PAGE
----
Diabetes – Aboriginal health

by | Aboriginal Health, Diabetes

diabetes in aboriginal communities

Diabetes is a serious condition that leads to having too much glucose in your blood. The side effects can affect your heart, eyes, kidneys, and nerves. The main kinds of diabetes affecting our people are type 2 diabetes and gestational or pregnancy diabetes. There’s no cure for diabetes, but if you’re diagnosed with it, there are a lot of things you can do to control it, so you can live a strong and healthy life for you family and our Aboriginal communities.

Gestational diabetes or pregnancy diabetes usually goes away when the baby’s born. If you’ve had diabetes during pregnancy, then you and your baby have a higher chance of type 2 diabetes later in life. You’re at risk of diabetes during pregnancy if you’ve had it before, if someone in your family’s had it, or if you’re overweight or obese.

The treatment includes a healthy diet and regular exercise. You might need daily insulin injections until your baby’s born. Type 2 diabetes is the most common type of diabetes, and if someone in your family has diabetes, then you might be at risk too.

There are several things that increase your chances of diabetes. Some of these things you can’t change, and some of these things you can change. You can’t change whether someone in your family has diabetes, if you’re pregnant with diabetes, or if you’re getting older, but there are many ways to manage diabetes. You can change what you eat, how much you exercise, whether you smoke, if you’re overweight, have pancreatitis, or if you eat too much food that’s high in sugar and fat. If you’re strong and healthy in your mental health and spiritual health, then you can better manage your physical health and your diabetes.

So, how do you know if you or someone in your family might have diabetes? These are the signs to look out for, feeling thirsty, having leg cramps, blurry vision, going to the toilet more often, having sores that take a long time to heal, feeling angry or grumpy, having pins and needles, or feeling tired or weak.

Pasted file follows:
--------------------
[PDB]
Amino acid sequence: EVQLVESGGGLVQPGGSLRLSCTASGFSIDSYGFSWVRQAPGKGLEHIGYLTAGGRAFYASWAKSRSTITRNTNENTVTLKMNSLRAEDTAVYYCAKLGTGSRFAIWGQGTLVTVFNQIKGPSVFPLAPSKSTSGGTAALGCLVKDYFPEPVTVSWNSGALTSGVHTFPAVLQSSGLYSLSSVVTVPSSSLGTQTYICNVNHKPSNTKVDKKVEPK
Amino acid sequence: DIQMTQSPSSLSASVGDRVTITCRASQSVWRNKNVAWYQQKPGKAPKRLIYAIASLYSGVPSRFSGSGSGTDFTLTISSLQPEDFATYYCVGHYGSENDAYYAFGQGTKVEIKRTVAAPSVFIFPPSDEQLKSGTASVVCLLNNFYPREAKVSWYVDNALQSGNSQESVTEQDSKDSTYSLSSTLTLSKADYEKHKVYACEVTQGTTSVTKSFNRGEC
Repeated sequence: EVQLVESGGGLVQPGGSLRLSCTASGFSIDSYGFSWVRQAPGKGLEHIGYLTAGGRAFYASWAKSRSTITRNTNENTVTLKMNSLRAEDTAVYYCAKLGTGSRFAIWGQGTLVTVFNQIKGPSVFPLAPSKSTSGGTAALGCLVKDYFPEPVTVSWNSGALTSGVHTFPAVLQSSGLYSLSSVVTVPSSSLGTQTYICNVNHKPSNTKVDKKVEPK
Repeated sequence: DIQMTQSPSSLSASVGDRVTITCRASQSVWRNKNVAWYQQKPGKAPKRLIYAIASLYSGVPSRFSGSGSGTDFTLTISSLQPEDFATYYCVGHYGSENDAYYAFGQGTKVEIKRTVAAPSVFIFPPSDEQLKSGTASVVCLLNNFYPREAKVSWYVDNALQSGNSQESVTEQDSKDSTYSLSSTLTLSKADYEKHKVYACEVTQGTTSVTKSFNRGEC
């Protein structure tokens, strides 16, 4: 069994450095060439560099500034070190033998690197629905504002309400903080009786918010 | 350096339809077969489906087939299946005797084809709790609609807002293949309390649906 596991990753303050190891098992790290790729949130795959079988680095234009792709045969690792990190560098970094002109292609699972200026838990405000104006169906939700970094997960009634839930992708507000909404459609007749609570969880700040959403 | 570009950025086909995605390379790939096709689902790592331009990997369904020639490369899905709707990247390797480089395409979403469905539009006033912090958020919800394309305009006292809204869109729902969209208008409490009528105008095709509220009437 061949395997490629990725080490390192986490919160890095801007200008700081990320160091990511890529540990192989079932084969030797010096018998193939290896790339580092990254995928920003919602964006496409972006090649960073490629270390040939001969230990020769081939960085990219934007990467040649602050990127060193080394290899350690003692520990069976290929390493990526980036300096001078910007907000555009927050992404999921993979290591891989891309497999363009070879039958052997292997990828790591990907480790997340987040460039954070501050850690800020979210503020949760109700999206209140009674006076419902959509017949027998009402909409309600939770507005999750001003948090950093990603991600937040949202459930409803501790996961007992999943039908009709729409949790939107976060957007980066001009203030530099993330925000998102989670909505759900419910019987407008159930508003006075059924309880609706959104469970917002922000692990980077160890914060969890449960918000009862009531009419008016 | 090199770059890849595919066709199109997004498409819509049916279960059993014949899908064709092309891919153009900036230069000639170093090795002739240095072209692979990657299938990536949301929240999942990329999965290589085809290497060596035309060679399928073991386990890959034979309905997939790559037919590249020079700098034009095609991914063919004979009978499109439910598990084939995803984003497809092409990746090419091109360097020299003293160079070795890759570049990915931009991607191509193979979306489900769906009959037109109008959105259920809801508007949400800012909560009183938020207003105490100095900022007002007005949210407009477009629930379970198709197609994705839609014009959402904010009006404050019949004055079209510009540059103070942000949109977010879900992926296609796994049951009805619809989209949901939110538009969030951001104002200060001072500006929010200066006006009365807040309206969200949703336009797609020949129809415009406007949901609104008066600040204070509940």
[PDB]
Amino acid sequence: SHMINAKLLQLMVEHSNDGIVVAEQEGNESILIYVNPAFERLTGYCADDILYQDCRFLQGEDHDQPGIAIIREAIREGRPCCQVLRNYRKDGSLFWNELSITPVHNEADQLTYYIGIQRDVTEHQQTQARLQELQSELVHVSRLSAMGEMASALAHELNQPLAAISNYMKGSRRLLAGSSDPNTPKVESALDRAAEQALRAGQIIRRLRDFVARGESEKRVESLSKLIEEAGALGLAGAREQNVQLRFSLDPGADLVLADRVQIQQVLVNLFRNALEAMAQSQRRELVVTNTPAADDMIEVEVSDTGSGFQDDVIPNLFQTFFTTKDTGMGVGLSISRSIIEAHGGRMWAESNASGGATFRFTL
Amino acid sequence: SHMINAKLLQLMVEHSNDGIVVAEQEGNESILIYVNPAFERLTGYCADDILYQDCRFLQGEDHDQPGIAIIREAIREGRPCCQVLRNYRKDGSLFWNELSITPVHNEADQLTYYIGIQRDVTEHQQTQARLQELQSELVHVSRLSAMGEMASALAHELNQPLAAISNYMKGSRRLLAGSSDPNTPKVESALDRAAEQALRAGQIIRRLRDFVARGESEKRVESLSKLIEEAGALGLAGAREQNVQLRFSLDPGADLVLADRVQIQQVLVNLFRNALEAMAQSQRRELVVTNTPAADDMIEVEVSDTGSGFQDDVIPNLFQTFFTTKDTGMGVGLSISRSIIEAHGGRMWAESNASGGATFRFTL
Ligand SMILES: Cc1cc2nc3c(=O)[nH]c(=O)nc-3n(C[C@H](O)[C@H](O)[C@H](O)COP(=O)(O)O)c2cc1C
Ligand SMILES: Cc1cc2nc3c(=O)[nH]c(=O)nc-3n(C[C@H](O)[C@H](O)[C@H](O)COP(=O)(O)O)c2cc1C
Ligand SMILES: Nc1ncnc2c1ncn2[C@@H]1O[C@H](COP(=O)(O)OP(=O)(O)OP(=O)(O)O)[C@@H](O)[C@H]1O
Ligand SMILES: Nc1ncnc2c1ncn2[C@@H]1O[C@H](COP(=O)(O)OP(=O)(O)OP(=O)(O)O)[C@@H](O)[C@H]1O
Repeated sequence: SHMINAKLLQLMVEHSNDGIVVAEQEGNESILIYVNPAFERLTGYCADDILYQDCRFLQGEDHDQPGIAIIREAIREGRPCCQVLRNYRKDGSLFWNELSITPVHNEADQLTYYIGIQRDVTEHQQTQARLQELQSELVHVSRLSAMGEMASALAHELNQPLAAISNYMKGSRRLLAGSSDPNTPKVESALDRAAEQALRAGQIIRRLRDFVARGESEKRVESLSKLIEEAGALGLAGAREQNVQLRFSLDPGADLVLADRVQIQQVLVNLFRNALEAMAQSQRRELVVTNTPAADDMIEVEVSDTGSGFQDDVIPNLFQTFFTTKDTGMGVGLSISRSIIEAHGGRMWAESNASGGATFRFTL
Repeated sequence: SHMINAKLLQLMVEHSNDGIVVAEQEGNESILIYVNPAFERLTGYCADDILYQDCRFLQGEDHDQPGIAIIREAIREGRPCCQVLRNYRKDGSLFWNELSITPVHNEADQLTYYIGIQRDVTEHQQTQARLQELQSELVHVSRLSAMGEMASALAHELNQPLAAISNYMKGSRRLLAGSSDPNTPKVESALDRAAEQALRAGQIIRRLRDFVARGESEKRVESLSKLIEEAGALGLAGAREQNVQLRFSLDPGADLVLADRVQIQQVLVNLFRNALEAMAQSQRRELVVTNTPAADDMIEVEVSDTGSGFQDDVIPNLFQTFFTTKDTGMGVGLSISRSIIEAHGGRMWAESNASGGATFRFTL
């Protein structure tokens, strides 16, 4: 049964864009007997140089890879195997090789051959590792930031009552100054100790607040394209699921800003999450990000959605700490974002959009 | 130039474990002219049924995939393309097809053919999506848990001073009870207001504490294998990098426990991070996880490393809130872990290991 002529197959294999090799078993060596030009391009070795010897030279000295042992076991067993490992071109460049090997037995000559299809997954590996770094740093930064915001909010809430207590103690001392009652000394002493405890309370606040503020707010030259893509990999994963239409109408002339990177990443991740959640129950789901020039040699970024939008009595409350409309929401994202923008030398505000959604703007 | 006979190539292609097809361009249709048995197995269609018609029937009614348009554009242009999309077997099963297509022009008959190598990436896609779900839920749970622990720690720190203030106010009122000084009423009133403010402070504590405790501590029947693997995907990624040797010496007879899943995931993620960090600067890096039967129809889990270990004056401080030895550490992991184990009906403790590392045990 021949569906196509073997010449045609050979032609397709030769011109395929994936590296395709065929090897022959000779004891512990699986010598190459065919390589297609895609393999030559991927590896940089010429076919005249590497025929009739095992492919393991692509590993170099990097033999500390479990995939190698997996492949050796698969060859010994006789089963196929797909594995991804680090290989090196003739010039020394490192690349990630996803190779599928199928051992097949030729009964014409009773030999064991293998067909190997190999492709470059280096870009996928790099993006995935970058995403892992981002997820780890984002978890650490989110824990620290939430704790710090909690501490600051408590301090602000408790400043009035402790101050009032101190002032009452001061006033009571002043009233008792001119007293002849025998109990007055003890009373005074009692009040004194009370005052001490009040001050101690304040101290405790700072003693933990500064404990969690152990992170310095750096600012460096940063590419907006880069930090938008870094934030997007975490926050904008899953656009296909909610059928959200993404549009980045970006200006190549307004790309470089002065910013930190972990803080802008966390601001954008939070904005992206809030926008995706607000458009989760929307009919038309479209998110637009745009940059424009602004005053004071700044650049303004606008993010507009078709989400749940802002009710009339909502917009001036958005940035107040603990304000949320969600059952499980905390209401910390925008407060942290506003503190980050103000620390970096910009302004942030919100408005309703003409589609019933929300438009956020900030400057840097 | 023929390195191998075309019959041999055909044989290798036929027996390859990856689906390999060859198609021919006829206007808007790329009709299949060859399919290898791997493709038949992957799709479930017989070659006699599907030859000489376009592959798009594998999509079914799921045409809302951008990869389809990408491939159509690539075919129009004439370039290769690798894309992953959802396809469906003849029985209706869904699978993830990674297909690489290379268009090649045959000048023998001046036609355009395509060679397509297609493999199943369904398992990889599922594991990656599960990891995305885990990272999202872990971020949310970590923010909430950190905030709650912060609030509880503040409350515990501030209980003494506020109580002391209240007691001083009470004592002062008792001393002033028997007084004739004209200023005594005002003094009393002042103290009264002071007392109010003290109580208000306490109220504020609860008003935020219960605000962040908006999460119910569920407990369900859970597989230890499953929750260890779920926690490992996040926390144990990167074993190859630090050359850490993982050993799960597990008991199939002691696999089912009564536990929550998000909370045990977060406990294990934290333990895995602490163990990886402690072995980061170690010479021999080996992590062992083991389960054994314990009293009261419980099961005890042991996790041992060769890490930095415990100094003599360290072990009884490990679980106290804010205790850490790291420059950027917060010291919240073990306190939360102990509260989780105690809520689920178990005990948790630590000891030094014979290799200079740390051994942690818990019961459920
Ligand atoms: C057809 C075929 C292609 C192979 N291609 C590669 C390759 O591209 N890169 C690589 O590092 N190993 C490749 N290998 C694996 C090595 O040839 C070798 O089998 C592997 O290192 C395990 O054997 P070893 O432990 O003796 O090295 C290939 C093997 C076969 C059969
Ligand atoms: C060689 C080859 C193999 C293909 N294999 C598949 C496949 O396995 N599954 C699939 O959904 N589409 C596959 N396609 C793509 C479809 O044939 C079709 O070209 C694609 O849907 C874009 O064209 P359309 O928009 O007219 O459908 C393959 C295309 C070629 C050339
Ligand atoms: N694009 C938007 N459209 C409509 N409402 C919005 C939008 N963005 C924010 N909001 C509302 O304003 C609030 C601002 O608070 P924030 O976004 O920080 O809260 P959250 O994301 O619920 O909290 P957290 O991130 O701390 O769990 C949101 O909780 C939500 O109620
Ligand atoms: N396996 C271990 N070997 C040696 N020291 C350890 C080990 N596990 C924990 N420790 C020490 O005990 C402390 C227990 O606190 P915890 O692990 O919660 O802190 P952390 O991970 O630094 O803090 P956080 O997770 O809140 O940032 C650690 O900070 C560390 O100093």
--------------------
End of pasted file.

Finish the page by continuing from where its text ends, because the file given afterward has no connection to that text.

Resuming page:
Type 2 diabetes takes years to develop, and lots of people who have it, don’t show any signs yet. Unless you look for diabetes and do something about it, the first sign may be a serious complication like a heart attack.

Having diabetes can lead to serious problems like blindness, stroke, heart attack, kidney disease, limb amputation, depression and anxiety. So if you have any worries about diabetes, even if you don’t see any signs, yearn with your family and community, or go to your local Aboriginal Medical Service (AMS), yearn with a doctor, a nurse, or an health worker.

The test is simple. One of the tests is a finger prick test. It involves a prick to your finger with a small needle. Another test is a blood test where the health worker will take a blood test and get it tested. They might ask you not to eat for a period before this test, so that the test can work properly.

If you are diagnosed with diabetes, the doctor might suggest improving your diet, exercise, and probably some medicines. It’s a good idea to take the medicines exactly as the doctors suggest, so that you can be stronger and healthier for your families and your communities. Remember to take your medicine with you when you go away from home. Eating health is important for you and your family. Avoid eating foods that are bad for you, but also remember to maintain a healthy weight and be active. All these things help to control your blood sugar. If you’re not sure what food’s good for you and what food’s bad for you, talk to your health worker or doctor, or by going to your local Aboriginal Medical Service (AMS) or Aboriginal community group.

Physical activity is also really important whatever age are. Exercise is good for your heart and it helps keep your weight down. Exercise helps you be stronger in body and in spirit. But if you can’t play sport, think of other things you can do like going for walks, climbing, hiking, or if you’re driving, park a bit further away so you can get more walking into your day.

It’s also important not to smoke, or if you do, talk to your doctor or health worker about how to take steps to quit.

Because diabetes causes other health problems, make sure you have regular checkups, so your doctor can check your blood pressure, your kidneys, your eyes, your feet, skin, and teeth. If you think you could be at risk of diabetes, or someone in your family has it, talk to your doctor, because the sooner you take care of yourself, the better your chances of living a longer and stronger life for your families and communities.